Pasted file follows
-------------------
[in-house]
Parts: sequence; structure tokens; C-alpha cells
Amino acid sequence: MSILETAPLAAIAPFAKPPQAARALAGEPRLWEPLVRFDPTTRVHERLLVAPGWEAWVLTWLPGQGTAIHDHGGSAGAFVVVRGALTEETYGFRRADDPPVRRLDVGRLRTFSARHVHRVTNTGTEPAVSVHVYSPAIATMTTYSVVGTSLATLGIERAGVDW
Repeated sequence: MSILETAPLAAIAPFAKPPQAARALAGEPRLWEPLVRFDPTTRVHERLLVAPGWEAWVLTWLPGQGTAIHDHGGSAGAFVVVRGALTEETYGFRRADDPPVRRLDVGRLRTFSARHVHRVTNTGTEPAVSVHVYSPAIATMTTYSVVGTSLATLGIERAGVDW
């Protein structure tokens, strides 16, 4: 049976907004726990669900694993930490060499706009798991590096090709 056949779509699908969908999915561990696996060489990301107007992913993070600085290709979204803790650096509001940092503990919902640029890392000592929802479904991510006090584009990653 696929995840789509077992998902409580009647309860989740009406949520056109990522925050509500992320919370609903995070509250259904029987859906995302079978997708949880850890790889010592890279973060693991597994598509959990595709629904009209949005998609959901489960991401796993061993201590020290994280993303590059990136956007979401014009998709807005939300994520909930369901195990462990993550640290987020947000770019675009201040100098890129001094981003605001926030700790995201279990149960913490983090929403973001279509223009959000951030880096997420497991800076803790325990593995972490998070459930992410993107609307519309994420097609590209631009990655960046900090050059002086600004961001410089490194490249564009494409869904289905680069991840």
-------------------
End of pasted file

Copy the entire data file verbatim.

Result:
[in-house]
Parts: sequence; structure tokens; C-alpha cells
Amino acid sequence: MSILETAPLAAIAPFAKPPQAARALAGEPRLWEPLVRFDPTTRVHERLLVAPGWEAWVLTWLPGQGTAIHDHGGSAGAFVVVRGALTEETYGFRRADDPPVRRLDVGRLRTFSARHVHRVTNTGTEPAVSVHVYSPAIATMTTYSVVGTSLATLGIERAGVDW
Repeated sequence: MSILETAPLAAIAPFAKPPQAARALAGEPRLWEPLVRFDPTTRVHERLLVAPGWEAWVLTWLPGQGTAIHDHGGSAGAFVVVRGALTEETYGFRRADDPPVRRLDVGRLRTFSARHVHRVTNTGTEPAVSVHVYSPAIATMTTYSVVGTSLATLGIERAGVDW
């Protein structure tokens, strides 16, 4: 049976907004726990669900694993930490060499706009798991590096090709 056949779509699908969908999915561990696996060489990301107007992913993070600085290709979204803790650096509001940092503990919902640029890392000592929802479904991510006090584009990653 696929995840789509077992998902409580009647309860989740009406949520056109990522925050509500992320919370609903995070509250259904029987859906995302079978997708949880850890790889010592890279973060693991597994598509959990595709629904009209949005998609959901489960991401796993061993201590020290994280993303590059990136956007979401014009998709807005939300994520909930369901195990462990993550640290987020947000770019675009201040100098890129001094981003605001926030700790995201279990149960913490983090929403973001279509223009959000951030880096997420497991800076803790325990593995972490998070459930992410993107609307519309994420097609590209631009990655960046900090050059002086600004961001410089490194490249564009494409869904289905680069991840």